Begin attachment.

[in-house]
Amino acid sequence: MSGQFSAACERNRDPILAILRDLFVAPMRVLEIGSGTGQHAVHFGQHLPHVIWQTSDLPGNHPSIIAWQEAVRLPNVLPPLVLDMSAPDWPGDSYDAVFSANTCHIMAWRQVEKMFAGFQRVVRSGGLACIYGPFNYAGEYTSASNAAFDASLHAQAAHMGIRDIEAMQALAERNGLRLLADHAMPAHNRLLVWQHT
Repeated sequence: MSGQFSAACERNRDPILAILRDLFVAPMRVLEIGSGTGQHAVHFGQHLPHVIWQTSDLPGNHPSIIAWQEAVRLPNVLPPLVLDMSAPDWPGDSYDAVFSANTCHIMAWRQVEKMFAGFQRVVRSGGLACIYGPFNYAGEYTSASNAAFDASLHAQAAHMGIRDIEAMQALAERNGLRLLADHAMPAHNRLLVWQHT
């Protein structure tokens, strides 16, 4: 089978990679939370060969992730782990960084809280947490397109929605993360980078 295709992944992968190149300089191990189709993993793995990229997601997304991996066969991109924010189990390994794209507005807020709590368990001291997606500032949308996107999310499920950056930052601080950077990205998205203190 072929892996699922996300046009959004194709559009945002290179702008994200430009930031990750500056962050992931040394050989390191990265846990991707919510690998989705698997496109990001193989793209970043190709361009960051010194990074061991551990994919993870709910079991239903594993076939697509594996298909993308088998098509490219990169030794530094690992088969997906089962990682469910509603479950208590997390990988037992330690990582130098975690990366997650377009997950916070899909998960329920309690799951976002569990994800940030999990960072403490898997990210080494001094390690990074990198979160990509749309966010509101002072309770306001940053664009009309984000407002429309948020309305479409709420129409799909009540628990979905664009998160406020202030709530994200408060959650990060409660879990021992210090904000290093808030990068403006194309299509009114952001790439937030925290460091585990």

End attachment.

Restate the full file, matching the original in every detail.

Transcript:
[in-house]
Amino acid sequence: MSGQFSAACERNRDPILAILRDLFVAPMRVLEIGSGTGQHAVHFGQHLPHVIWQTSDLPGNHPSIIAWQEAVRLPNVLPPLVLDMSAPDWPGDSYDAVFSANTCHIMAWRQVEKMFAGFQRVVRSGGLACIYGPFNYAGEYTSASNAAFDASLHAQAAHMGIRDIEAMQALAERNGLRLLADHAMPAHNRLLVWQHT
Repeated sequence: MSGQFSAACERNRDPILAILRDLFVAPMRVLEIGSGTGQHAVHFGQHLPHVIWQTSDLPGNHPSIIAWQEAVRLPNVLPPLVLDMSAPDWPGDSYDAVFSANTCHIMAWRQVEKMFAGFQRVVRSGGLACIYGPFNYAGEYTSASNAAFDASLHAQAAHMGIRDIEAMQALAERNGLRLLADHAMPAHNRLLVWQHT
């Protein structure tokens, strides 16, 4: 089978990679939370060969992730782990960084809280947490397109929605993360980078 295709992944992968190149300089191990189709993993793995990229997601997304991996066969991109924010189990390994794209507005807020709590368990001291997606500032949308996107999310499920950056930052601080950077990205998205203190 072929892996699922996300046009959004194709559009945002290179702008994200430009930031990750500056962050992931040394050989390191990265846990991707919510690998989705698997496109990001193989793209970043190709361009960051010194990074061991551990994919993870709910079991239903594993076939697509594996298909993308088998098509490219990169030794530094690992088969997906089962990682469910509603479950208590997390990988037992330690990582130098975690990366997650377009997950916070899909998960329920309690799951976002569990994800940030999990960072403490898997990210080494001094390690990074990198979160990509749309966010509101002072309770306001940053664009009309984000407002429309948020309305479409709420129409799909009540628990979905664009998160406020202030709530994200408060959650990060409660879990021992210090904000290093808030990068403006194309299509009114952001790439937030925290460091585990």